Practising Realistic Medicine: Chief Medical Officer for Scotland annual report

The Chief Medical Officer's third annual report on applying the personalised, patient-centred realistic medicine approach across Scotland.

Introduction from the Chief Medical Officer


When I wrote to doctors across Scotland in 2016 describing the principles of Realistic Medicine I was not confident that they would read my first annual report let alone agree with the sentiments expressed. Two years later, however, Realistic Medicine has become embedded far beyond the medical profession and in numerous contexts in Scotland, a “social movement” to some extent but also being deliberately written into NHSScotland health and social care policies, guidance documents, teaching and learning packages, information for patients, medical school curricula and the selection process for medical students. It has been welcomed by very many healthcare professionals from multiple disciplines and this extends now across the world with many tens of millions of impressions on Twitter and influence on healthcare policies worldwide. There has been enthusiasm from our partners in the third sector, the General Medical Council ( GMC) and British Medical Association ( BMA), the Royal Colleges, and of course very importantly the public in Scotland, as you will see in this report – Practising Realistic Medicine.

There have been challenges put to me – the most common being lack of time. Lack of time to really discuss people’s priorities, lack of time to ensure they have all the information needed to make a fully informed, shared decision, while aligning with many and varied expectations. I also feel the pressure of time in my antenatal clinic and I recognise these issues and share some of the other frustrations with the “system” which are described to me. Some of those challenges have been countered by fellow professionals – “don’t make a major decision in one appointment”, “offer people the chance to discuss at home and come back”, but this is not always possible or desirable, particularly in the emergency situation. There is recognition too that some of our colleagues are very good at this difficult communication, even when under pressure of time. There is a need to learn from those who do this well but also to teach communication and recognise levels of health literacy rather than make assumptions about inherent skill or knowledge. This report builds on the principles I have discussed in Realistic Medicine and Realising Realistic Medicine.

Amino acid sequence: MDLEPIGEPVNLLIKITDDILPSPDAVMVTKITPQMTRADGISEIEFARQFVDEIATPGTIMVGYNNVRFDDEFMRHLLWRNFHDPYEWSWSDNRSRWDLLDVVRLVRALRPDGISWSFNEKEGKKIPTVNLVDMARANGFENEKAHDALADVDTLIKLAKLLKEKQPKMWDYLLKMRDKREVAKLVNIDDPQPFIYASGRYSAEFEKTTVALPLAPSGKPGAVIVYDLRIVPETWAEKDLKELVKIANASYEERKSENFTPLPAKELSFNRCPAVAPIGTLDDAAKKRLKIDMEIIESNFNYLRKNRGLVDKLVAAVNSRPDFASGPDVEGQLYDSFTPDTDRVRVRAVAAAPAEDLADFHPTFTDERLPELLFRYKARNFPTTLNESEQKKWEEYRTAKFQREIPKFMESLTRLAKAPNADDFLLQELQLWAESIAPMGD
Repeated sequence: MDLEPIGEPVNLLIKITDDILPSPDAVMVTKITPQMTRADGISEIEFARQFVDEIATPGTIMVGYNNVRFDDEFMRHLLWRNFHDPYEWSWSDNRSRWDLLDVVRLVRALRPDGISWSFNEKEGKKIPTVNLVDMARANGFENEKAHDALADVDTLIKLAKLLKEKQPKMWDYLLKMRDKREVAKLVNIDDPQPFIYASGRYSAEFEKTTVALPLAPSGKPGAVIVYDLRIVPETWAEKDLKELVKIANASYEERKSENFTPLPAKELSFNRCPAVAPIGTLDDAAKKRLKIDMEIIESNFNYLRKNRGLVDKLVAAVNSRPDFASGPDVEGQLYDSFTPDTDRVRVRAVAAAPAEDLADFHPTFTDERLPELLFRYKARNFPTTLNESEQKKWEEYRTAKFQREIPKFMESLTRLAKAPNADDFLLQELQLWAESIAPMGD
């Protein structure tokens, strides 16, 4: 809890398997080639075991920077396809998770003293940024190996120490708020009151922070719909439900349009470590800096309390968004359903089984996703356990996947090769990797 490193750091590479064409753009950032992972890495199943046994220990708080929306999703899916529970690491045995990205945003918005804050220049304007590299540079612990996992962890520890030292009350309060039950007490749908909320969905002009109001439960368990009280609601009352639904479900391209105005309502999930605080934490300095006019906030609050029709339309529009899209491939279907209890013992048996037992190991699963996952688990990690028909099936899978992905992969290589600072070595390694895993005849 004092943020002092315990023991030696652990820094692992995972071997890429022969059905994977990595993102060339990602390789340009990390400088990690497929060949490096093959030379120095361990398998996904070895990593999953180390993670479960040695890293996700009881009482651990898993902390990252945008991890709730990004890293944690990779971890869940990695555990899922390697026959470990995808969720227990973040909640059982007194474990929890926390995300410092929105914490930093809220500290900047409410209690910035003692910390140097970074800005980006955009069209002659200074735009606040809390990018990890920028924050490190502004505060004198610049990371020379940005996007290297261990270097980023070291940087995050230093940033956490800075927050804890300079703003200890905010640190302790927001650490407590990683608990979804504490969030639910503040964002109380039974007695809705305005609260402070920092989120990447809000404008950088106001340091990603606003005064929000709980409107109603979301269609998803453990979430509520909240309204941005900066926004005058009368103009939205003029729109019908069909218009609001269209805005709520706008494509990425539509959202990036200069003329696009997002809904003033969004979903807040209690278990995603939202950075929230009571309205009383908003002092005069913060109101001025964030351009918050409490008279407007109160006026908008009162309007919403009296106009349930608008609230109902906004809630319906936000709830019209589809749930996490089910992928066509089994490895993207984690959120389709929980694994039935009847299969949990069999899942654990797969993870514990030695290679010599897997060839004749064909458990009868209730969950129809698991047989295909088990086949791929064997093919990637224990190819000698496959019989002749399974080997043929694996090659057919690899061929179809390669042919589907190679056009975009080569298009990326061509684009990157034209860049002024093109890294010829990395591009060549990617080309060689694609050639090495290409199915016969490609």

I keep coming back to the tremendous privilege it is to be a doctor. Many have commented to me that Realistic Medicine brings them back to the reasons they wanted to work in health or social care in the first place. A third year medical student spoke to me after one of the first Realistic Medicine talks I gave. “I don’t want to be rude” she said, “but I don’t really see why we need this report – isn’t this what everyone should be doing anyway?!”

While we rightly set high value on the care we provide for others, at times the “doctor as human too” may be left out of the equation. Sometimes attitudes within and between professions fail to recognise how essential all members of the team are across multiple disciplines and from the most junior to those with most experience. We are our own worst enemies at times. A new chapter in this report examines how important it is to value our staff and we know that this will have a positive effect on the outcomes of our patients. I hope that this latest report will help to translate the principles we have already described into practice in real life, working in whatever part of the system you are delivering care. The most important part of our jobs is to provide the best care possible, but in order for that care to be optimal it is essential that we look after both ourselves and each other.

The intention of this report is to support and accelerate the transition from a discussion about the principles of Realistic Medicine to their practical application in the complex world of health and social care. In the future, I anticipate that the way we communicate with you will change further, using a variety of different media and more frequent and practical releases on particular aspects of Realistic Medicine, including tools and case studies, to assist you in Practising Realistic Medicine. I hope you enjoy this report and, as ever, welcome feedback.


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